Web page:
COVID driving changes in estate planning law
The last quarter of the year is a traditional time for reviewing your estate plan and completing gifts. 2020 presents many unique opportunities to supercharge gifts because of the economics of the COVID-19 pandemic. Historically low interest rates and depressed asset values present the opportunity for maximum leveraging of the federal gift tax exemption.
The IRS sets interest rates known as the 7520 rate. The rates are applied to calculate gifts that take place over time, such as a gift of a remainder interest, gifts using grantor retained annuity trusts and other common estate planning techniques. It also sets the minimum interest rate required in intrafamily loans, commonly called the Applicable Federal Rate or AFR. If a loan does not carry an interest rate, the IRS will impute the current AFR into the loan and tax the lender on the imputed interest.
Low interest rate loans should not be overlooked in the current economic climate. This is an ideal time to make intrafamily loans to a child or grandchild, finance a sale of assets to a grantor trust, sell assets in exchange for a promissory note and other such loans. Not only is the interest rate low, but the borrower could invest the proceeds in fixed income or other investments that yield a much higher rate than the AFR being charged.
A very basic example of the impact of utilizing the low interest rates is:
- A parent makes a $1,000,000 loan to a child with payments of interest only and a balloon payment at the end of a 9-year period using the current AFR, which is 0.38%.
- The interest over the 9-year period is $34,200.
- If the child invests the loan proceeds in an investment returning 3.0% a year, the child will realize $270,000 over the 9-year period at a cost of $34,200.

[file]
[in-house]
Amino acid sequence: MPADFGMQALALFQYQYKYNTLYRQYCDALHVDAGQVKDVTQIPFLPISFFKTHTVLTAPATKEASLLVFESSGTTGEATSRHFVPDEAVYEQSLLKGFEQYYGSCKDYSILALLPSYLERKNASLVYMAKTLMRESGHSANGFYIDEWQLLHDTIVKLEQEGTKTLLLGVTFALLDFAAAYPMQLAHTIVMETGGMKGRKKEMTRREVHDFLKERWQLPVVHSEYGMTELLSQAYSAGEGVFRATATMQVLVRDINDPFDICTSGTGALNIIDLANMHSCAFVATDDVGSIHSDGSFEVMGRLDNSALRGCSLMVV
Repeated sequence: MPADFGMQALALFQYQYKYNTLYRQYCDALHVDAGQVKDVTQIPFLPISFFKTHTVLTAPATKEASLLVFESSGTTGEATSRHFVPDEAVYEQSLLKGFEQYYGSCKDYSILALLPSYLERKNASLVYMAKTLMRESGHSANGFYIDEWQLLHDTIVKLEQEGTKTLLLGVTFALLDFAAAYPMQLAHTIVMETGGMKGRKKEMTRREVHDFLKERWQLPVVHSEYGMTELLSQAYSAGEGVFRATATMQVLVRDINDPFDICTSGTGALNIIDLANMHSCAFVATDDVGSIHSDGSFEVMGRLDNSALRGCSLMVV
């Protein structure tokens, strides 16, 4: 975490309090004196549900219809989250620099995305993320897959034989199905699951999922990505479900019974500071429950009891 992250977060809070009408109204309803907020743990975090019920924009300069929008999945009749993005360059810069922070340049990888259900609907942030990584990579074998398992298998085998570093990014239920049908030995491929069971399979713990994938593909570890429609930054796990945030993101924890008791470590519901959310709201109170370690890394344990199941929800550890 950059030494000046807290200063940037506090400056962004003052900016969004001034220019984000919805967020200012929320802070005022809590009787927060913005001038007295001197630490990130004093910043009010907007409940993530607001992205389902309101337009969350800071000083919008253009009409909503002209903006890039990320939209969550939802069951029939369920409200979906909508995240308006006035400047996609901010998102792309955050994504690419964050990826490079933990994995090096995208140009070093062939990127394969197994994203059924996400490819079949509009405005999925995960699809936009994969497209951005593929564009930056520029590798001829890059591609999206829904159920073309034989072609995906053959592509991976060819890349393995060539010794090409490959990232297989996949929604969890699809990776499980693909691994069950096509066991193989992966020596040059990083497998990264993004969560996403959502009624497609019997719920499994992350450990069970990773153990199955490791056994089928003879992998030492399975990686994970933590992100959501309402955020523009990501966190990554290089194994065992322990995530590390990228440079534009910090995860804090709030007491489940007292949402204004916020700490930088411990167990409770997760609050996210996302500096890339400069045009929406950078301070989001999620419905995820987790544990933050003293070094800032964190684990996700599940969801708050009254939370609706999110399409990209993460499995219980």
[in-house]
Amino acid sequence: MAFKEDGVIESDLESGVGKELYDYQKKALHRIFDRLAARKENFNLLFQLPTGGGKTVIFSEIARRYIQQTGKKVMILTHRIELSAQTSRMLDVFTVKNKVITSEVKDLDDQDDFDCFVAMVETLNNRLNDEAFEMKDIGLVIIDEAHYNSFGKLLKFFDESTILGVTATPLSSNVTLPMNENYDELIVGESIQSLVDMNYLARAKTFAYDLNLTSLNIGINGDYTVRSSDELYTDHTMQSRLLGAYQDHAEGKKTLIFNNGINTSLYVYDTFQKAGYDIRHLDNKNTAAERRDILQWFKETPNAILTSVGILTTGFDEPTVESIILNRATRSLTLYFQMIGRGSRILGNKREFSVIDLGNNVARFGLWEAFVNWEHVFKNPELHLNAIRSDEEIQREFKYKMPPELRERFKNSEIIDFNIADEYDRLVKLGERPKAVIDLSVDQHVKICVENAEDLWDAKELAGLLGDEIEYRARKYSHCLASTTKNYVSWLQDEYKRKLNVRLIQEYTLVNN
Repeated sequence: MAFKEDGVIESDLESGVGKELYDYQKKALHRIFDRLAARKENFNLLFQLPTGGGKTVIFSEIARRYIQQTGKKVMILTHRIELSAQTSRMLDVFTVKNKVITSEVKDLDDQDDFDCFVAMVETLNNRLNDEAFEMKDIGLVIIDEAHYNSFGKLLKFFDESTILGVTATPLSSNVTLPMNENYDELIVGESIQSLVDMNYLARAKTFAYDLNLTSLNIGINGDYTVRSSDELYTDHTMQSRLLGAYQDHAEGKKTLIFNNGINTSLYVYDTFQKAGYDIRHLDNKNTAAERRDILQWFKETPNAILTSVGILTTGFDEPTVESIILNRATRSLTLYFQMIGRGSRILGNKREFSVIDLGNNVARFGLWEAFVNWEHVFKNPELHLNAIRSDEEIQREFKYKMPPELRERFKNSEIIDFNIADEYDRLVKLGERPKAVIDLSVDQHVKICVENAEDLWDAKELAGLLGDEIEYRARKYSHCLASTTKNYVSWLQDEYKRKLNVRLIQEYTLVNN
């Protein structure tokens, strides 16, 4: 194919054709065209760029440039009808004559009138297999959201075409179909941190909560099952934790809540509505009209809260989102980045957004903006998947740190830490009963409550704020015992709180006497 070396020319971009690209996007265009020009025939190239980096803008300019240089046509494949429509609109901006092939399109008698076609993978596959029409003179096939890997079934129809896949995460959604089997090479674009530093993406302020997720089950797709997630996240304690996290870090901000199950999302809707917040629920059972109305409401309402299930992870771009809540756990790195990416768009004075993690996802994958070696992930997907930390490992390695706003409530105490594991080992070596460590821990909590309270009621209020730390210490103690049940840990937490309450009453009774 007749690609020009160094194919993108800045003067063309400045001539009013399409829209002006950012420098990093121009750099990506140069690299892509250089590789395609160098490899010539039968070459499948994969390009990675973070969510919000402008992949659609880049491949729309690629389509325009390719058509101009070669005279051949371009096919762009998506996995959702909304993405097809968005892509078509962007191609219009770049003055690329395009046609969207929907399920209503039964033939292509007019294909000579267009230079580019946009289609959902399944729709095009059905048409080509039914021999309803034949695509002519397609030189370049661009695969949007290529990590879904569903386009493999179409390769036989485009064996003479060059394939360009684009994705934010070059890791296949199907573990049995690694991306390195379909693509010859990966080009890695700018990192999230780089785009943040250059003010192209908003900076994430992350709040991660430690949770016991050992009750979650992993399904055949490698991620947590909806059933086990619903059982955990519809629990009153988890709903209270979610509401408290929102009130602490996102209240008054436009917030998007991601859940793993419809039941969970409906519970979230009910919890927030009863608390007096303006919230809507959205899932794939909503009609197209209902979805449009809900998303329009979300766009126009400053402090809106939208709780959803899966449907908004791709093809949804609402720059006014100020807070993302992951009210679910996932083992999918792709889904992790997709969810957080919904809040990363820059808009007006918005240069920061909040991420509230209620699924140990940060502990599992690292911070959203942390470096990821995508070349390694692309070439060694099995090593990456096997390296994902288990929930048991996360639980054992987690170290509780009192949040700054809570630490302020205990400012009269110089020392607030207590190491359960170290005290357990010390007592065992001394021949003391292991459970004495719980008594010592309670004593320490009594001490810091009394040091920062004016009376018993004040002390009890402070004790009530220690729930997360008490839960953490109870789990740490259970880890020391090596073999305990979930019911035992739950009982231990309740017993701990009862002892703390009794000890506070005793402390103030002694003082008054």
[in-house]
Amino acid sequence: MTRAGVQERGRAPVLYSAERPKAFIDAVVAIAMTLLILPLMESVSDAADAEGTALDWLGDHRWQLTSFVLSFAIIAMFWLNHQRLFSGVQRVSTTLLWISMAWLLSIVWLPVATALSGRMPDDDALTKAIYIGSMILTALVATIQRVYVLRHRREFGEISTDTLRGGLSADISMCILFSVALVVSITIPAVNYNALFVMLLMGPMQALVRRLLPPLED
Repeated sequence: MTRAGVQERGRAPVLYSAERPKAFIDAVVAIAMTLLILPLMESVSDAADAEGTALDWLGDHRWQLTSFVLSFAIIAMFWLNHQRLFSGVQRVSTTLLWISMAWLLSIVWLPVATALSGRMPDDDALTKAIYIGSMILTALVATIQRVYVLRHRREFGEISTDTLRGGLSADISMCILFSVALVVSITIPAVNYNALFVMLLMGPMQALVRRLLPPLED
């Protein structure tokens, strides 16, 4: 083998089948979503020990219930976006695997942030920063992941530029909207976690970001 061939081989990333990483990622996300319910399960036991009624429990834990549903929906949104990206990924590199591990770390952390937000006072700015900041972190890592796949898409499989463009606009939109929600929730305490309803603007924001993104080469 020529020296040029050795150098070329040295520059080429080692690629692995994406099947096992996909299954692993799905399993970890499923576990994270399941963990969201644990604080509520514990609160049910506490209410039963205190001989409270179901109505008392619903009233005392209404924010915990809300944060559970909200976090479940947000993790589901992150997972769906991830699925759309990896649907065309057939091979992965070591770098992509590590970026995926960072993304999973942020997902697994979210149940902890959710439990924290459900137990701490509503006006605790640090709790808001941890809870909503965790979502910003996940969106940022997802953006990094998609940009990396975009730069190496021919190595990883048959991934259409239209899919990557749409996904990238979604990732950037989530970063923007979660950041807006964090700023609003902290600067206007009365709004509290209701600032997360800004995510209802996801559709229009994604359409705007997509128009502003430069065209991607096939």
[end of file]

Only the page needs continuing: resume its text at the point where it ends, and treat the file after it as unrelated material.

- Contrast this to a loan made two years ago using the AFR then in effect, which was 2.8%, where the loan would cost the child $252,000 dollars in interest.
Sharon Treiser, Vice President at J.P. Morgan Private Bank in Naples, says “the depressed market values caused by the COVID-19 pandemic gives rise to gifting opportunities of assets with low values, which are expected to regain their full value in a short period of time.”
Making gifts of low value assets where the appreciation is expected to be significant removes the appreciation on the assets from the donor’s estate and from future estate tax at the donor’s death. In the above example, had the loan not taken place, the $270,000 of growth would have accrued to the parent and would be included in the parent’s estate at death.
Coupling low value assets together with using the historically low interest rates result in estate planning opportunities rarely seen in this century. Estate planners have the full arsenal of tools to use in these unique times, including everything from simple intrafamily loans to GRATS, sales to intentionally defective grantor trusts, conversions of traditional IRA’s to Roth IRAs, and private annuities. 2020 indeed presents unique opportunities to supercharge your estate plan by making gifts of low value assets at historically low interest rates before year end.
If you should need assistance with your estate plan, Eric Gurgold may be reached at 239-344-1162 or by email at firstname.lastname@example.org.